"What'd they use? Old ammo with no punch?"
"Nah! Get this. He picks a fight with 'is old lady, lands a right cross to 'er eye. They're in a shoving match when she starts screaming, 'Shoot 'im! Shoot 'im! Shoot 'im!' to the kids.
"Unlike mine, her kids listen. They open up on Dad with the trusty Red Ryder BB guns he got 'em for Christmas. Keep shooting even after he falls down the front steps and cuts his head trying to get away. Damn good shots; guy should be proud.
"Moral a this one is: Be careful what you give 'em for Christmas. Don't buy 'em nothing they can use against you.
"Pisses me off, 'cause now I gotta figure out who to charge and with what. An ASA said I could charge the kids with agg battery, a felony. They're five and eight. I could bust Dad for spousal abuse instead. Or lock Mom up for neglect, child abuse, and contributing to their deliquency. I'm leaning toward the last one at the moment."
"A little harsh with that shiner she's sporting."
"Yeah. Ain't it a beaut." Diaz shrugged. "But the ASA says it's a crime to encourage kids to break the law. Or I could just bust both parents for spousal abuse on each other and let a judge sort it out...."
Burch sighed. "Some people shouldn't have kids."
"Tell me about it."
An attractive long-haired woman sat at a detective's desk, waiting to give a statement, her expression forlorn.
"What's her story?" Burch asked.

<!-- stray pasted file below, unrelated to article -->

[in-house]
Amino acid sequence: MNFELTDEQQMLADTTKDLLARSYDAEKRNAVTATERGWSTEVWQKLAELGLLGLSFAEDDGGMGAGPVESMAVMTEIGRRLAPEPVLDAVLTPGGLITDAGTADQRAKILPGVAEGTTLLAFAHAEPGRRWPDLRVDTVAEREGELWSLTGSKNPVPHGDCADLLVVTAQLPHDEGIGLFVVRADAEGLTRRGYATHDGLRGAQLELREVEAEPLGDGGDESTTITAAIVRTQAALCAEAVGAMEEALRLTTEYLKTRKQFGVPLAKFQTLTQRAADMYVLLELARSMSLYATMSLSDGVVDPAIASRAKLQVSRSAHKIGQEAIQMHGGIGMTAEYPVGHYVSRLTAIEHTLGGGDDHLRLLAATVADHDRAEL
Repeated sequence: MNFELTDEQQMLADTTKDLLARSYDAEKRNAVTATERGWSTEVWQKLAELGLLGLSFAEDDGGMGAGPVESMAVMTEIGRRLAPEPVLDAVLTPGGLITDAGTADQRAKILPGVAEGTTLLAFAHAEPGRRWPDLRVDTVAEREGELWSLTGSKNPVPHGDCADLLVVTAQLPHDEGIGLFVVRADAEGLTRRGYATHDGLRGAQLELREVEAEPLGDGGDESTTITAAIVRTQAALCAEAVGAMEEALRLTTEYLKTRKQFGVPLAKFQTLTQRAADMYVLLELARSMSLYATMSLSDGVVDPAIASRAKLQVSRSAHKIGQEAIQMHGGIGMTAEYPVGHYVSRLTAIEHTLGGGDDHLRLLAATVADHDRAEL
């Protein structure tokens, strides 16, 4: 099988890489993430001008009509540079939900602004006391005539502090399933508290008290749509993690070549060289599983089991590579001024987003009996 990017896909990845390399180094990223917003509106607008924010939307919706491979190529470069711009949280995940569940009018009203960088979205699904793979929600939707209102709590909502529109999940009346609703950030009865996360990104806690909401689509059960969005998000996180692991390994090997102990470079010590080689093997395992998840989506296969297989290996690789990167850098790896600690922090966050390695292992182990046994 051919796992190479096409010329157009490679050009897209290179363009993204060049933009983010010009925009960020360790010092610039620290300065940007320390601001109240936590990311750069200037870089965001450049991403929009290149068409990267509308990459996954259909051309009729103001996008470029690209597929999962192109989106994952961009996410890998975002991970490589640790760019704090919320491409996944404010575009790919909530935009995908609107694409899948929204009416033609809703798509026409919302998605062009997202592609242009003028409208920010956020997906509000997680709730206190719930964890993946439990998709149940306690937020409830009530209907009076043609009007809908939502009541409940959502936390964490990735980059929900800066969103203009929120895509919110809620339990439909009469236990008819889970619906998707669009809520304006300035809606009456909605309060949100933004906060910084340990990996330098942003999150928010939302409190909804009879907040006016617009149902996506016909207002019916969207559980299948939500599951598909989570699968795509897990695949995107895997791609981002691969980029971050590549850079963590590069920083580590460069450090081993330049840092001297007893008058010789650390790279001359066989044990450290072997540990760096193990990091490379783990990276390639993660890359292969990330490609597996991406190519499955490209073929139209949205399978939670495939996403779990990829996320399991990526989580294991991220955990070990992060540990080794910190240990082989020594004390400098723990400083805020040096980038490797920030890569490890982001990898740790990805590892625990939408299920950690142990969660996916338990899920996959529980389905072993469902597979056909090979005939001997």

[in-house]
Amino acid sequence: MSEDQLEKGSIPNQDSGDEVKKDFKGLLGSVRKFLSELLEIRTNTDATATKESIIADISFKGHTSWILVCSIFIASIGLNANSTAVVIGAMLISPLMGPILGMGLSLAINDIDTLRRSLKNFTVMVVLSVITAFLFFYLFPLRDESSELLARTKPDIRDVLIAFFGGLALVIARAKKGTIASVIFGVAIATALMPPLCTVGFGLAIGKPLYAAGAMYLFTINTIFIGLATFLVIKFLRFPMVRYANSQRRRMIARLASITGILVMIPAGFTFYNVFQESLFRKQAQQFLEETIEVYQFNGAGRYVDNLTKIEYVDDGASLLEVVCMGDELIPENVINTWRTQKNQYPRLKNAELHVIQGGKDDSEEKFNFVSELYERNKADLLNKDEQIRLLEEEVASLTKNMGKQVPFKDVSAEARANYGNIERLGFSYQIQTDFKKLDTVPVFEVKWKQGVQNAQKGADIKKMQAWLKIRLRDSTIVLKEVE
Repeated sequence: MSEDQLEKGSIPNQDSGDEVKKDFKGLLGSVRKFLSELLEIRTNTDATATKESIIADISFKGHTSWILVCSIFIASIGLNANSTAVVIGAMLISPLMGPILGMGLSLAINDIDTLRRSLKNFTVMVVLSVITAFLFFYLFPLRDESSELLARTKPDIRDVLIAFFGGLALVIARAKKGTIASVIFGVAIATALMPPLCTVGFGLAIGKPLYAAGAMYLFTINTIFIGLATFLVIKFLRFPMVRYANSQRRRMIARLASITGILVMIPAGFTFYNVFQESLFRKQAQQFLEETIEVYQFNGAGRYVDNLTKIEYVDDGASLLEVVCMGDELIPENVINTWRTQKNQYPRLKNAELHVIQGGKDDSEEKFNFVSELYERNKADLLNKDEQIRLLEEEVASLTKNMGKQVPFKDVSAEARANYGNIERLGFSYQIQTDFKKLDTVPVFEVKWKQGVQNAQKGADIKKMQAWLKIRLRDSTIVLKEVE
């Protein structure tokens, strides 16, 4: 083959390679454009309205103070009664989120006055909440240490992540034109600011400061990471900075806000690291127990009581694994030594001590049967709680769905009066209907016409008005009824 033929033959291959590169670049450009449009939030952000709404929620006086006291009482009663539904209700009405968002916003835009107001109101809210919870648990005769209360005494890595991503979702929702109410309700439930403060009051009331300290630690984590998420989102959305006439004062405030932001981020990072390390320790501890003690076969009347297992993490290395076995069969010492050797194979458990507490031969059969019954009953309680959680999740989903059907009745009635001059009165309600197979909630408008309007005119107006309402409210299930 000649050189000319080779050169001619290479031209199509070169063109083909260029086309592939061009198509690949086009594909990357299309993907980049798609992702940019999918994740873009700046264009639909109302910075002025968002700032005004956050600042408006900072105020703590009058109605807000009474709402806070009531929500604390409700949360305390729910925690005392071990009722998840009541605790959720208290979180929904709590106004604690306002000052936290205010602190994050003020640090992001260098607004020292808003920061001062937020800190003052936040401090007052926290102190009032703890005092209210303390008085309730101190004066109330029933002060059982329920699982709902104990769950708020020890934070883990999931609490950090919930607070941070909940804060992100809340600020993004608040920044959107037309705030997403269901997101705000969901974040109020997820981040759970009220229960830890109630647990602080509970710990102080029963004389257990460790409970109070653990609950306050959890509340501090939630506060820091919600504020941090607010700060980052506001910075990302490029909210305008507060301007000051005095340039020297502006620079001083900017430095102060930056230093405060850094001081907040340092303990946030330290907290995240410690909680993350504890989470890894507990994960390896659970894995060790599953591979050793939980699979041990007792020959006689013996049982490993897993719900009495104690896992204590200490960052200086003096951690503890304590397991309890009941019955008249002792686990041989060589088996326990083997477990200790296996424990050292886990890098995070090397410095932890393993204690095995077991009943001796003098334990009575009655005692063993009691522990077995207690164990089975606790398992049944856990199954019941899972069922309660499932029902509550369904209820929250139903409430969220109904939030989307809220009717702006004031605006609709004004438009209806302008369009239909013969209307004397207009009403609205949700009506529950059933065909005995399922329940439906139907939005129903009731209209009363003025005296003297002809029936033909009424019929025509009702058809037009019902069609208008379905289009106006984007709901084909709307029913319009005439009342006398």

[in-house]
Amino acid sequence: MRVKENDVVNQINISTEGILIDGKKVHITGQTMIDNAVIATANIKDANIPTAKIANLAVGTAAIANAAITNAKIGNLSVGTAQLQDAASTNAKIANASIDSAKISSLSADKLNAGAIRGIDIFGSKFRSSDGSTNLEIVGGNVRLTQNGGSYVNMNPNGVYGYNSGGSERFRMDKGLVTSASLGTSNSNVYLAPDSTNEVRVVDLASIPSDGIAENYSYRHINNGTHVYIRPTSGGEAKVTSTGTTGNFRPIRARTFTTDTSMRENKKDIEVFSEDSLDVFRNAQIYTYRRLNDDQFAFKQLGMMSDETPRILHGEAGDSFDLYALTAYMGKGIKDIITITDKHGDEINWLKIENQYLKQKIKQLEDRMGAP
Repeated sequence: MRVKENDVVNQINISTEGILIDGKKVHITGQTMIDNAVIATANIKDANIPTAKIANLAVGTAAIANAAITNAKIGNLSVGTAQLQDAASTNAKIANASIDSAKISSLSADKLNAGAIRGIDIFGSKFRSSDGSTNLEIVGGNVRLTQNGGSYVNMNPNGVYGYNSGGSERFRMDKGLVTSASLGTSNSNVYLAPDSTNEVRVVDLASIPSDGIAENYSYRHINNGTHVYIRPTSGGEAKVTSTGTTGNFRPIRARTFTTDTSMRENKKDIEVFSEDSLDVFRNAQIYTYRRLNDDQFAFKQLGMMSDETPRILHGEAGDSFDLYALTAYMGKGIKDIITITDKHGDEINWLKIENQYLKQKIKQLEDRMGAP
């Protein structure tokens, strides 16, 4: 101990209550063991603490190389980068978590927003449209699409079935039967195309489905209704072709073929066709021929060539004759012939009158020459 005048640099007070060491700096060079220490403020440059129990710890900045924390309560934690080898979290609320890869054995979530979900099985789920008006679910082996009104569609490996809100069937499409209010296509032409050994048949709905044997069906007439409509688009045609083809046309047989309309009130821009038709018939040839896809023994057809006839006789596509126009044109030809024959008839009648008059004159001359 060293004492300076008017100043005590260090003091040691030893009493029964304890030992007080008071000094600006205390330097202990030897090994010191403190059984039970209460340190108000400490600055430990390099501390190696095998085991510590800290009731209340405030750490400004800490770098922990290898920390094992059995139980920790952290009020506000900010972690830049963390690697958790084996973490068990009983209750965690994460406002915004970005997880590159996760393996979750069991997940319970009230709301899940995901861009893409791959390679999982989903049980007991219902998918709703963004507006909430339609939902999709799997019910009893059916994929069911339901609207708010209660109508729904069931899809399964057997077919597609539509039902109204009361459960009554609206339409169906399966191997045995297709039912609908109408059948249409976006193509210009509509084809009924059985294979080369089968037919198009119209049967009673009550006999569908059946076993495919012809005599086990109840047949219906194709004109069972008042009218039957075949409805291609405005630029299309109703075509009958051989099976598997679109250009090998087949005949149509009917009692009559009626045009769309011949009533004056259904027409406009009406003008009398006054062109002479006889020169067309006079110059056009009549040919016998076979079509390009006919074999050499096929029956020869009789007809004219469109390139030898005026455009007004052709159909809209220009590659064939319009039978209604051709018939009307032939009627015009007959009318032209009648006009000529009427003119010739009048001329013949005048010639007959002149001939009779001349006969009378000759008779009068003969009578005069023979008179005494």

With her silky, low-cut blouse, dangly earrings, billowy skirt, and high heels, she looked dressed to go dancing, except for her tear-streaked makeup -- and handcuffs.
"Yeah, all dressed up with no place to go. Domestic. Long history. Husband lies to 'er, cheats on 'er, beats on 'er. Separated for a while, but he claims he changed, turned over a whole new leaf. Talks 'er into letting him move back in. Promises to take 'er out on the town to celebrate last night. At seven, she's ready and waiting. She's still waitin', sittin' out front, when he finally gets home this morning, drunk as a skunk, lipstick on 'is shirt. Poor bastard hops outta 'is car with a big grin. 'Qué pasa, baby.'"
"'Qué pasa, my ass!' she says, and shoots him between the eyes. DRT, dead right there."
"My wife would call that justifiable," Burch said.
Another weepy suspect inside a small interview room wore open-toed stiletto heels, a miniskirt, and a bad case of five o'clock shadow.
"You don't wanna know about that one," Diaz said. "Rivers's case. Fatal shooting up on the Boulevard. The victim was dumped out of a pickup on Seventy-ninth Street. He was wearing a red dress. Some kind of transsexual turf war up there in hooker heaven.